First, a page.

Force Design Blog

    As COVID-19 Continues, What Will Cobots Offer Manufacturers?

    Jan 5, 2021 9:45:00 AM / contributions by Seth Angle

    Collaborative robots, or cobots, have been growing in popularity among manufacturing and industrial companies looking to improve quality, reduce tedium for workers, and gain efficiencies. According to Design News, “collaborative robots are expected to maintain a double-digit growth rate in terms of both revenue and shipments... Growth for all other types of industrial robots is either negative or flat.” And while all robots will likely experience growth as we move into 2021 and beyond, we expect cobots to continue their strong trend.

    Now with an ongoing global pandemic and its effects on workers, these compact and lower-priced machines are even more attractive to employers. Here are four ways cobots can support companies during the COVID-19 pandemic and into the future.

    1. As a Source of On-demand Back-up

    As COVID-19 Continues, What Will Cobots Offer Manufacturers?Because they’re easy to program and accept a range of end-of-arm-tools, cobots provide much needed back-up, even on short notice. They can fill in for workers who need time off due to illness, quarantine/isolation, caring for family member, or government restrictions on business operations.

    Cobots can directly substitute for humans on some tasks (e.g. palletizing, machine tending) and collaborate with them on others to make complex operations feasible with fewer workers (e.g. packaging, assembly).

    2. For More Flexibility Now and Later

    Even with vaccines in early phases of distribution, the pandemic won’t shut off like a light switch. It’s far more likely to taper off over several months, which means the need to fill in workforce gaps won’t go away entirely. Cobots’ inherent flexibility and simplified programming make them easy to retool and redeploy for different tasks.

    But they can just as easily be permanently stationed on a single activity where they give the biggest benefit. Knowing that your in-house staff can change how a cobot is used saves time and money for re-engineering. That means you’ll probably always have a job for your cobot, which maximizes its uptime, which in turn maximizes ROI.

    3. To Maintain or Boost Production

    As we’ve said before, automation doesn’t have to be all-or-nothing. Even partially automated processes confer great benefits to manufacturers. Robot-assisted work allows companies to keep up with production quotas or make up losses due to a limited or unpredictable workforce. For example:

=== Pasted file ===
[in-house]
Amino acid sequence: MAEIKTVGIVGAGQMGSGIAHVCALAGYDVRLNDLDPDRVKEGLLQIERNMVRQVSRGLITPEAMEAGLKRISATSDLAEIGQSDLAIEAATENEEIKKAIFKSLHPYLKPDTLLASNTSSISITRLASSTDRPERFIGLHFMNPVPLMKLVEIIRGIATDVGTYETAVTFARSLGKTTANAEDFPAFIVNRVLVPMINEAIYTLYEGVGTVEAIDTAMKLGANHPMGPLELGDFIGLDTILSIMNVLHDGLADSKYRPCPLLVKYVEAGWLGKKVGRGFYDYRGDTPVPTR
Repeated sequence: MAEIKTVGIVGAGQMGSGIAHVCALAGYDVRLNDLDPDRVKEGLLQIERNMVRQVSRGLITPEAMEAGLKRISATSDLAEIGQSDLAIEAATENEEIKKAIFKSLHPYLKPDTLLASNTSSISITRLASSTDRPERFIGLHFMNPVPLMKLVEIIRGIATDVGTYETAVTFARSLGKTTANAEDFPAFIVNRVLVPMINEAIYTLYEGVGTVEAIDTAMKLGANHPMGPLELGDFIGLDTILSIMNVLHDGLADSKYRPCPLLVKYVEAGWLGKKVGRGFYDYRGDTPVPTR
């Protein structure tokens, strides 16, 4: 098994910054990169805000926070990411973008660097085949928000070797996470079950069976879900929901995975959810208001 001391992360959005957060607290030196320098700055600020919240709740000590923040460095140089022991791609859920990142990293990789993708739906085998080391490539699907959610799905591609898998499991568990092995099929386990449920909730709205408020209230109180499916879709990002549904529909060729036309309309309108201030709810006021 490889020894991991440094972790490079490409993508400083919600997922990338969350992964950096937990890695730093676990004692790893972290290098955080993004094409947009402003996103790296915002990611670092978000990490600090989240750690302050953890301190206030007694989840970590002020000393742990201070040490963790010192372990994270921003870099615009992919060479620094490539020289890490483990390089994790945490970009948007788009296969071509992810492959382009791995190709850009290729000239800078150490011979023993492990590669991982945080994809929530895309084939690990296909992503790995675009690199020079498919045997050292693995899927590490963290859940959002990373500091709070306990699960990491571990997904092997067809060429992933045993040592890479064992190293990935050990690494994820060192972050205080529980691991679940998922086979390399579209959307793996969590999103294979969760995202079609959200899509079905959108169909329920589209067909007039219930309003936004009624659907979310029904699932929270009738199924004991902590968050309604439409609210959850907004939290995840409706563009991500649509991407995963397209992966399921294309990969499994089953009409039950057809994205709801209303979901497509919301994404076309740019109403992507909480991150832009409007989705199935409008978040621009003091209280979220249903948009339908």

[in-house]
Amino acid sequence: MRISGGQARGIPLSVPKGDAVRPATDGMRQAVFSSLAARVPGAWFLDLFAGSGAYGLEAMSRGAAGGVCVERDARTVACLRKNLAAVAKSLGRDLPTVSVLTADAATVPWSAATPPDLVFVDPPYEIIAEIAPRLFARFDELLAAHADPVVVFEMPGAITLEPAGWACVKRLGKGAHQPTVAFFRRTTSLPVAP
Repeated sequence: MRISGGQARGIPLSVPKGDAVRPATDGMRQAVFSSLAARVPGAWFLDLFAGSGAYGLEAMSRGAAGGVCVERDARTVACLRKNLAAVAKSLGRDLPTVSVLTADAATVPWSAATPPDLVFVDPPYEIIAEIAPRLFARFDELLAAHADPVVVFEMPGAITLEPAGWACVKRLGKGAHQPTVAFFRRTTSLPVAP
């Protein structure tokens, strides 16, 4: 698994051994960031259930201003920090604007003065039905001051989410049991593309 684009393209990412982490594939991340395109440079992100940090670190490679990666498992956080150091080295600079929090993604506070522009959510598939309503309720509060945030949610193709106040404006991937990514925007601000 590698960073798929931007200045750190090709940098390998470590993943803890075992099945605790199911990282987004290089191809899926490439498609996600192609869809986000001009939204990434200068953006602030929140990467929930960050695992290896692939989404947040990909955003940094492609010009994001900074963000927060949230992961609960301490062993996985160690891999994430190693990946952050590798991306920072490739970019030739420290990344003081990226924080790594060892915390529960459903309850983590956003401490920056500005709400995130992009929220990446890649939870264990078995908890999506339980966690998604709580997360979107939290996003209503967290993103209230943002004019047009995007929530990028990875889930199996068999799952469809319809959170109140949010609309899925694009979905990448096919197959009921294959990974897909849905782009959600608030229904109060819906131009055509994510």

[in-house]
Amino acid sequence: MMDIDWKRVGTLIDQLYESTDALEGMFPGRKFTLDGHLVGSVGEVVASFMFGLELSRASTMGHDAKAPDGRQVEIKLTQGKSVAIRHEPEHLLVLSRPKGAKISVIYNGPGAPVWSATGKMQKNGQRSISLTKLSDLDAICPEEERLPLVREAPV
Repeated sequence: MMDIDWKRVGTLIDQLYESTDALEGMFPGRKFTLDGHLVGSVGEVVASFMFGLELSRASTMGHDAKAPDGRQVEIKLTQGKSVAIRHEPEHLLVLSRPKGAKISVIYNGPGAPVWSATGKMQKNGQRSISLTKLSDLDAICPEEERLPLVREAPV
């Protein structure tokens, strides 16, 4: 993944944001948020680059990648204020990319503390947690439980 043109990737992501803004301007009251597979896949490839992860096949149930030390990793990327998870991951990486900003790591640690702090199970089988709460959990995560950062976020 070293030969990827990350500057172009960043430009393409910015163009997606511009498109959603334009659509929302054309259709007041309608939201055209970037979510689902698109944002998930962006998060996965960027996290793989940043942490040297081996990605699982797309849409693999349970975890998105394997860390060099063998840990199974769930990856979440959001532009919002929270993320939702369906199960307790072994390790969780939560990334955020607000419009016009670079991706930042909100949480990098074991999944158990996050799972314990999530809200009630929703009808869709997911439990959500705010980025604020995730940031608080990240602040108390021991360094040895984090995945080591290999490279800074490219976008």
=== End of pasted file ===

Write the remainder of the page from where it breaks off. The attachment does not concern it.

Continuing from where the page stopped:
• The greater precision, accuracy, and speed of automated production or component prep translates to less scrap and rework and a more efficient process in the bigger picture.
    • Quick programming and tool variety helps ease the transition to new or different products without hiring more staff or extensive retraining.
    • Because they excel at repetitive tasks, cobots have helped some companies get ahead by adding off-hours shifts with skeletal staff to oversee machines.

    4. For Cost-Effective Reshoring

    Due to the global nature of the pandemic, the health of workers in other countries can impact US supply chains. Strategic deployment of cobots and other forms of automation can save money on labor costs and allow for reshoring some work, especially for high-demand items like personal protective equipment (PPE) and medical devices. Despite higher US wages, costs remain competitive if they’re offset by money saved through automation.

    Cobots are game-changers for businesses of all sizes. By investing in this and other automation technology, you’ll stay productive now and be ready for whatever comes next (and there’s always something!). If you’re curious to learn what cobots and other automation technology can do for you, please contact us – we’re here to help.

    Topics: Collaborative Robot, Cobot

    Seth Angle

    Contributions by Seth Angle

    Seth is the President of Force Design, Inc with over 20 years of experience in the industry. Although he has a background in mechanical engineering, he now specializes in business management, focusing on leadership and creating positive change.